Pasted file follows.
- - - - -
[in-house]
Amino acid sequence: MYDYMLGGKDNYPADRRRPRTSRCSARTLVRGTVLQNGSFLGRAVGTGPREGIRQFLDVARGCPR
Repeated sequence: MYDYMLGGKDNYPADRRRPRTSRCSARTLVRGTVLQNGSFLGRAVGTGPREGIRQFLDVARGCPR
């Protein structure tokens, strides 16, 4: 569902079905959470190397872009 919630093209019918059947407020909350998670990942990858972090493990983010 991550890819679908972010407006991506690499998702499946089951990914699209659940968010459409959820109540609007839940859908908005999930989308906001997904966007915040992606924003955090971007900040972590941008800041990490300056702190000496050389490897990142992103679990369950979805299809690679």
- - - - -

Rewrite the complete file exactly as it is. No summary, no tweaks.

[in-house]
Amino acid sequence: MYDYMLGGKDNYPADRRRPRTSRCSARTLVRGTVLQNGSFLGRAVGTGPREGIRQFLDVARGCPR
Repeated sequence: MYDYMLGGKDNYPADRRRPRTSRCSARTLVRGTVLQNGSFLGRAVGTGPREGIRQFLDVARGCPR
């Protein structure tokens, strides 16, 4: 569902079905959470190397872009 919630093209019918059947407020909350998670990942990858972090493990983010 991550890819679908972010407006991506690499998702499946089951990914699209659940968010459409959820109540609007839940859908908005999930989308906001997904966007915040992606924003955090971007900040972590941008800041990490300056702190000496050389490897990142992103679990369950979805299809690679």